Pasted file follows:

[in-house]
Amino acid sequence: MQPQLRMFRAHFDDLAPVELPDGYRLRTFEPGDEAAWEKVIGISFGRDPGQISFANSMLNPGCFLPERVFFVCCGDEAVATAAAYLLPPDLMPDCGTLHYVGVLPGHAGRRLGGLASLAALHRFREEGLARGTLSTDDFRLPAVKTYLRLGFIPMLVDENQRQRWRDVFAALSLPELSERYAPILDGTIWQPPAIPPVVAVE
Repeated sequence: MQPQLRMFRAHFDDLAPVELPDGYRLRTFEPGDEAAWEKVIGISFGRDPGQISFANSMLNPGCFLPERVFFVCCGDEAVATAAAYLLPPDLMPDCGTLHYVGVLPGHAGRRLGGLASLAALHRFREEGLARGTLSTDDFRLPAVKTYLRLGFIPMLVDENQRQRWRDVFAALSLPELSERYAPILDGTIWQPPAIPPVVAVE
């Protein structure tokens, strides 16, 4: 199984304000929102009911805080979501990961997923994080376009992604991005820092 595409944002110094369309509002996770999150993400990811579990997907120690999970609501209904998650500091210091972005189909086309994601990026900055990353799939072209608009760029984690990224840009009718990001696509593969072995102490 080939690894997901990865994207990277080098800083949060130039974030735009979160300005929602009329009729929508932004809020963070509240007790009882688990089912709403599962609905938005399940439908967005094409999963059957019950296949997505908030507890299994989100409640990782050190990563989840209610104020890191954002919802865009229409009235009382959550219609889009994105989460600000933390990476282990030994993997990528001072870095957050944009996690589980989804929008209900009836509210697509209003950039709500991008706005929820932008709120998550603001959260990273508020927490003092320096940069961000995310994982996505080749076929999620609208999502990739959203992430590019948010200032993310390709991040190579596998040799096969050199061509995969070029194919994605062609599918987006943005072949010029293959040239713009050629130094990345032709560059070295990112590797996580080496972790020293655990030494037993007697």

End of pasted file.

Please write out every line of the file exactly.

[in-house]
Amino acid sequence: MQPQLRMFRAHFDDLAPVELPDGYRLRTFEPGDEAAWEKVIGISFGRDPGQISFANSMLNPGCFLPERVFFVCCGDEAVATAAAYLLPPDLMPDCGTLHYVGVLPGHAGRRLGGLASLAALHRFREEGLARGTLSTDDFRLPAVKTYLRLGFIPMLVDENQRQRWRDVFAALSLPELSERYAPILDGTIWQPPAIPPVVAVE
Repeated sequence: MQPQLRMFRAHFDDLAPVELPDGYRLRTFEPGDEAAWEKVIGISFGRDPGQISFANSMLNPGCFLPERVFFVCCGDEAVATAAAYLLPPDLMPDCGTLHYVGVLPGHAGRRLGGLASLAALHRFREEGLARGTLSTDDFRLPAVKTYLRLGFIPMLVDENQRQRWRDVFAALSLPELSERYAPILDGTIWQPPAIPPVVAVE
């Protein structure tokens, strides 16, 4: 199984304000929102009911805080979501990961997923994080376009992604991005820092 595409944002110094369309509002996770999150993400990811579990997907120690999970609501209904998650500091210091972005189909086309994601990026900055990353799939072209608009760029984690990224840009009718990001696509593969072995102490 080939690894997901990865994207990277080098800083949060130039974030735009979160300005929602009329009729929508932004809020963070509240007790009882688990089912709403599962609905938005399940439908967005094409999963059957019950296949997505908030507890299994989100409640990782050190990563989840209610104020890191954002919802865009229409009235009382959550219609889009994105989460600000933390990476282990030994993997990528001072870095957050944009996690589980989804929008209900009836509210697509209003950039709500991008706005929820932008709120998550603001959260990273508020927490003092320096940069961000995310994982996505080749076929999620609208999502990739959203992430590019948010200032993310390709991040190579596998040799096969050199061509995969070029194919994605062609599918987006943005072949010029293959040239713009050629130094990345032709560059070295990112590797996580080496972790020293655990030494037993007697």